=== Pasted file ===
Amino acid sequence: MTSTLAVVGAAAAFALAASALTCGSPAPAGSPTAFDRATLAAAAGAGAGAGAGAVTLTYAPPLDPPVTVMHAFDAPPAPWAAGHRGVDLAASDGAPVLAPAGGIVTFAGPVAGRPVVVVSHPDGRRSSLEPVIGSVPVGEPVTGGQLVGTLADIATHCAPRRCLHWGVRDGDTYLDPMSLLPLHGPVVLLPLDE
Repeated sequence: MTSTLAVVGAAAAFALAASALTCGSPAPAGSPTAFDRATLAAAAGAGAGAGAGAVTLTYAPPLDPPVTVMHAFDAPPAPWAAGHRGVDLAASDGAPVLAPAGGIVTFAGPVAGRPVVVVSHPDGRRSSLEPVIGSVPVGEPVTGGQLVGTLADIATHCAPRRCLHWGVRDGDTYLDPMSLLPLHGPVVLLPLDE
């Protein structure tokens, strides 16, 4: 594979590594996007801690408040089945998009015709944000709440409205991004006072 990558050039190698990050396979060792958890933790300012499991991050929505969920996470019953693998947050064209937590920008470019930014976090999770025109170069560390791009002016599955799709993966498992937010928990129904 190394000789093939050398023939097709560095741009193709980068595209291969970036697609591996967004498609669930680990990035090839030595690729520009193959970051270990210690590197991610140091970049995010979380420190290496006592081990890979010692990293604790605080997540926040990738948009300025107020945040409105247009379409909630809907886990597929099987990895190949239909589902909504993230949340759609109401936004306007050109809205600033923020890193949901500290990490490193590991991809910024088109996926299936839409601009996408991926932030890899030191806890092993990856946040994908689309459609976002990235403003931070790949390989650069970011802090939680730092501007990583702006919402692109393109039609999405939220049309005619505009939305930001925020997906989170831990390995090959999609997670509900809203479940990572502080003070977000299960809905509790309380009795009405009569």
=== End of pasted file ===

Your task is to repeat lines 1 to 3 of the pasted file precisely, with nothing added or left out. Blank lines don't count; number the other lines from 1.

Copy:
Amino acid sequence: MTSTLAVVGAAAAFALAASALTCGSPAPAGSPTAFDRATLAAAAGAGAGAGAGAVTLTYAPPLDPPVTVMHAFDAPPAPWAAGHRGVDLAASDGAPVLAPAGGIVTFAGPVAGRPVVVVSHPDGRRSSLEPVIGSVPVGEPVTGGQLVGTLADIATHCAPRRCLHWGVRDGDTYLDPMSLLPLHGPVVLLPLDE
Repeated sequence: MTSTLAVVGAAAAFALAASALTCGSPAPAGSPTAFDRATLAAAAGAGAGAGAGAVTLTYAPPLDPPVTVMHAFDAPPAPWAAGHRGVDLAASDGAPVLAPAGGIVTFAGPVAGRPVVVVSHPDGRRSSLEPVIGSVPVGEPVTGGQLVGTLADIATHCAPRRCLHWGVRDGDTYLDPMSLLPLHGPVVLLPLDE
């Protein structure tokens, strides 16, 4: 594979590594996007801690408040089945998009015709944000709440409205991004006072 990558050039190698990050396979060792958890933790300012499991991050929505969920996470019953693998947050064209937590920008470019930014976090999770025109170069560390791009002016599955799709993966498992937010928990129904 190394000789093939050398023939097709560095741009193709980068595209291969970036697609591996967004498609669930680990990035090839030595690729520009193959970051270990210690590197991610140091970049995010979380420190290496006592081990890979010692990293604790605080997540926040990738948009300025107020945040409105247009379409909630809907886990597929099987990895190949239909589902909504993230949340759609109401936004306007050109809205600033923020890193949901500290990490490193590991991809910024088109996926299936839409601009996408991926932030890899030191806890092993990856946040994908689309459609976002990235403003931070790949390989650069970011802090939680730092501007990583702006919402692109393109039609999405939220049309005619505009939305930001925020997906989170831990390995090959999609997670509900809203479940990572502080003070977000299960809905509790309380009795009405009569």